Undervalued Labopharm To Update Shareholders Print
By Nicholas DeCesare   
Tuesday, 04 May 2010 02:30

A few weeks back, I brought reader’s attention to just how undervalued Labopharm Inc. (NasdaqGM: DDSS) was and continues to be.
When the article was published (See: Labopharm: More than Meets the Eye), the share price was just under $1.50.
It has since moved about 5% higher but still has a great room to run.

Questions have been asked in the past few months about whether or not a doctor would readily switch to Oleptro and if insurance companies would cover the costs of Oleptro if patients switched to it from a generic drug. CEO Howard Tripp has been posed these very same questions this past year. Actually, several weeks ago at the Cowen and Company Healthcare Conference he gave a great presentation outlining the benefits of the company, with a large focus on Olpetro. The presentation can be accessed here.

Mr. Tripp made it very clear that the company has done a tremendous amount of due diligence on their own product to see what the market reaction would be once Oleptro is rolled out. Labopharm is very pleased with the feedback they have received in regards to not only a doctor’s willingness to use the product, but also the willingness of insurance companies to pay for it. Keep in mind that on May 5th, the company will release their first quarter results and update shareholders on the marketing plan for Oleptro at the shareholder meeting. Just recently, Labopharm announced that they would be engaging in a joint venture with Angelini to market Oleptro in the United States. Angelini is an international group with branches in 18 countries and worldwide product distribution. In the Pharmaceutical sector, Angelini focuses mainly on pain relief, inflammation, CNS, pediatrics, cold and flu, oral care and sore throat, gynecology and disinfection. Angelini is one of the top four pharmaceutical companies in Italy by sales volume.

Guided by the President Francesco Angelini, the group employs about 3,500 people. In 2009 consolidated revenue was more than 1.2 billion Euros. Labopharm will be eligible to receive up to $92 million dollars, $52 million of which will be paid when the transaction between the two companies is complete which is expected to be in the next few weeks. Keep in mind that Labopharm’s market cap is a little over $100 million, so to say this deal is a large one would be an understatement.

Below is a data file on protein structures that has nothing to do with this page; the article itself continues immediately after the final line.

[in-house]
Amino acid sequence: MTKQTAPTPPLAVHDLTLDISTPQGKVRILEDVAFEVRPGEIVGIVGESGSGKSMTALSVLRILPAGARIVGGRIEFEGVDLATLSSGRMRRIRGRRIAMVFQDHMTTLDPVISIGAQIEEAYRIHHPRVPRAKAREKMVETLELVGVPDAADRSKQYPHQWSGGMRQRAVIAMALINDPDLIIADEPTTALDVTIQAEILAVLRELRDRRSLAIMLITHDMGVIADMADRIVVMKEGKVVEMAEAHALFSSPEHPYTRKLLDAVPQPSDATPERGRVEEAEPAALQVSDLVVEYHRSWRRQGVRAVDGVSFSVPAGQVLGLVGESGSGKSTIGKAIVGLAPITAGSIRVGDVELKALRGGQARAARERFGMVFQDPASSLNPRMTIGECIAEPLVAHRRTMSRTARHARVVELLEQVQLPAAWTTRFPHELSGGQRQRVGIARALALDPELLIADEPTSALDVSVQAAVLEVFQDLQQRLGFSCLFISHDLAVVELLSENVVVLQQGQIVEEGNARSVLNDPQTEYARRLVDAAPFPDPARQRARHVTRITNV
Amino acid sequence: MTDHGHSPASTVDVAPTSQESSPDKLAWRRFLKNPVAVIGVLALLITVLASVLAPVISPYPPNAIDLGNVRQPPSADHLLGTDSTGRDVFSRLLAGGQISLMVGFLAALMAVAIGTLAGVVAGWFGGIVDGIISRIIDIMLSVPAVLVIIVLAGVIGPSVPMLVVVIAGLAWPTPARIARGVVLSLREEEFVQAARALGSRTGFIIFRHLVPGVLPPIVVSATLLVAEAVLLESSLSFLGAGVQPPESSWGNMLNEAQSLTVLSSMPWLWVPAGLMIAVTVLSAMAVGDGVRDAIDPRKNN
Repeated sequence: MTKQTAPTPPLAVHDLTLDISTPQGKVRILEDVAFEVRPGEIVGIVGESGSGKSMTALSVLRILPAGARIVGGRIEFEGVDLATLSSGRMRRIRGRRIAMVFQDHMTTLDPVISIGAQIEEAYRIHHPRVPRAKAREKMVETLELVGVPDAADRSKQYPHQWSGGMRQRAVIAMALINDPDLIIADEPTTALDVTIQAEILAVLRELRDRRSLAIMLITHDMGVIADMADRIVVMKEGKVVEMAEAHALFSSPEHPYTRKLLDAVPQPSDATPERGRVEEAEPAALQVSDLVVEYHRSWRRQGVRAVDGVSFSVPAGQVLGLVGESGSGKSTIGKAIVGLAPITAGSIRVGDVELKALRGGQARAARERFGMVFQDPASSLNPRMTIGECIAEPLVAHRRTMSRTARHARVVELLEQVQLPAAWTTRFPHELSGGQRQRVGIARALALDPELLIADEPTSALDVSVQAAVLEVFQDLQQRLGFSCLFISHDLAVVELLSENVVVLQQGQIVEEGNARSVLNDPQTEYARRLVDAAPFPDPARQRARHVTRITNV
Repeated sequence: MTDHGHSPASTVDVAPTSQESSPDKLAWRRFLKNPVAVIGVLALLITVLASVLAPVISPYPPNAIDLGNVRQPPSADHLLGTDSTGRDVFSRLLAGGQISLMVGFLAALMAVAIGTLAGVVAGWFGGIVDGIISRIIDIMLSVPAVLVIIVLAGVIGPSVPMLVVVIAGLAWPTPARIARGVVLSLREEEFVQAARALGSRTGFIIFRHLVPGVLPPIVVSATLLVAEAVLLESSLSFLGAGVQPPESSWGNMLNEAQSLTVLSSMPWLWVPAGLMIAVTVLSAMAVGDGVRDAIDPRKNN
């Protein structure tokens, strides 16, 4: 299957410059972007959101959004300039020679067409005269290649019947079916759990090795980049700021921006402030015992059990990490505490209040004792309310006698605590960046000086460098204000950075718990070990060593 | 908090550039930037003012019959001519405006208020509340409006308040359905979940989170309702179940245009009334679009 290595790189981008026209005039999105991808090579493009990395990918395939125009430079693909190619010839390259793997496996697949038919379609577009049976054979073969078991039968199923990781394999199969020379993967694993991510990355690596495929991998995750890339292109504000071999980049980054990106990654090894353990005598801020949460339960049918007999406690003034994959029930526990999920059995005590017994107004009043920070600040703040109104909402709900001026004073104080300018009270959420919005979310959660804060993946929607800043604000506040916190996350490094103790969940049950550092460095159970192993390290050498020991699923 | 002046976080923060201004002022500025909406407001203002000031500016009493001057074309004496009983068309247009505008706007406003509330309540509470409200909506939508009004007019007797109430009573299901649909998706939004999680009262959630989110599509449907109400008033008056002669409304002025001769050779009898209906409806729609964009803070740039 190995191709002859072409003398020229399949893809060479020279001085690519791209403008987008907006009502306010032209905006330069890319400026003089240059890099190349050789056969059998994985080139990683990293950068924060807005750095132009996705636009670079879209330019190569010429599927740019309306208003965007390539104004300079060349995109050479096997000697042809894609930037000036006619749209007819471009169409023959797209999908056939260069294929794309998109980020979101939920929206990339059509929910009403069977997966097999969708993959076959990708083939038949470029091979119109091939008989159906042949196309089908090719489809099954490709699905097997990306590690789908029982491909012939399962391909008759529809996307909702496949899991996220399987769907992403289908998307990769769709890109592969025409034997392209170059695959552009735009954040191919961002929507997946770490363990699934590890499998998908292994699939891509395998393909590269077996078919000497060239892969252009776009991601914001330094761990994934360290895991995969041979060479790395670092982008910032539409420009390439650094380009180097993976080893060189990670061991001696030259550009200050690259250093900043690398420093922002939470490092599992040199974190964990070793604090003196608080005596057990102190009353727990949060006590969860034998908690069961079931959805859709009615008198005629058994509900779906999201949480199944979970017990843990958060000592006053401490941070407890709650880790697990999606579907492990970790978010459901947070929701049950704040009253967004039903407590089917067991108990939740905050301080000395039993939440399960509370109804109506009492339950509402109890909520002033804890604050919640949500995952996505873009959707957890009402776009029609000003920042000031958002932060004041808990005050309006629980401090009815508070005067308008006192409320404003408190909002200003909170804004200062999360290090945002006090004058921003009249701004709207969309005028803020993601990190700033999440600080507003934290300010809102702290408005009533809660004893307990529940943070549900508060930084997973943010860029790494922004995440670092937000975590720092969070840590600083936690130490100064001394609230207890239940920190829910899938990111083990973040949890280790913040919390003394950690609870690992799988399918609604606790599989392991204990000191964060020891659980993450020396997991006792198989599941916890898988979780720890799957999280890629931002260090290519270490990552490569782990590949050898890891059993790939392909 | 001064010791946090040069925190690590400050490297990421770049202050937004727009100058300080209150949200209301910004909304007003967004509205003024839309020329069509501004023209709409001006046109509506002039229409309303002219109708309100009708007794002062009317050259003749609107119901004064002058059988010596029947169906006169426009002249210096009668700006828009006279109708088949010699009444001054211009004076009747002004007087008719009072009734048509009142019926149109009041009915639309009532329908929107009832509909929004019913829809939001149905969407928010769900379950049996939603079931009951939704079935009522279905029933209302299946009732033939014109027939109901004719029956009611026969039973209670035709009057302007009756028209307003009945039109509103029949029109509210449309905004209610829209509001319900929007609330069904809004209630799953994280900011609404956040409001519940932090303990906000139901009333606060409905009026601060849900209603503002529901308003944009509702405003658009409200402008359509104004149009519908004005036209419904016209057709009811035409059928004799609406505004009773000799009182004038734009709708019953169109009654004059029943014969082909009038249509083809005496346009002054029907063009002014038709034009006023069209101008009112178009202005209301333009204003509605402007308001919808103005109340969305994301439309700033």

For investors, Labopharm’s stock price has been ridiculously punished over the last 8-10 weeks because the day they announced their earlier than expected approval of Oleptro, in early February, they didn’t announce a partnership the same day. The company then decided to raise about $20 million in a public offering which led to further speculation they may not have a partner. Raising cash is not always such a bad idea for a company looking to gain leverage in partnership discussions, which in my opinion, is exactly what Labopharm was doing at the time. But the deal with Angelini is huge for a small company like Labopharm. Even though some investors were disappointed that Labopharm did not partner with traditional “big pharma” in the United States, the management team led by CEO Howard Tripp has managed to put together what could turn out to be a very lucrative joint venture with Angelini. Based on the press release, Oleptro may not be the only drug the two companies plan to bring to market in the near future. Labopharm continues to set its sights on filing their twice daily Tramadol application in the months ahead.

On Wednesday, Labopharm will update its shareholders on the progress of all of their drugs, but most importantly, on some of the final plans for Oleptro. Keep in mind that over 80% of the anti-depression drug market is for branded drugs, not generics, therefore, Oleptro should do very well in the market place and get its share of the $9 billion dollar branded anti-depression drug market. One thing is for sure, at a share price around $1.50, there is not much downside to a company that has a good revenue stream each year and intends to aggressively build on that stream. Labopharm has now secured a partnership and will be receiving a sizeable cash infusion in the coming days. With a market cap of around $113 million and a deal that could bring in $92 million, $1.50 share price doesn’t do the company much justice. If Oleptro is even modestly successful in the United States market, with the cash Labopharm will have on hand, the revenue from Tramadol around the world, and the current pipeline they have in place, I am expecting this stock to easily break $3 in the coming months. I encourage you to do your own research on Labopharm.

Disclosure: Long

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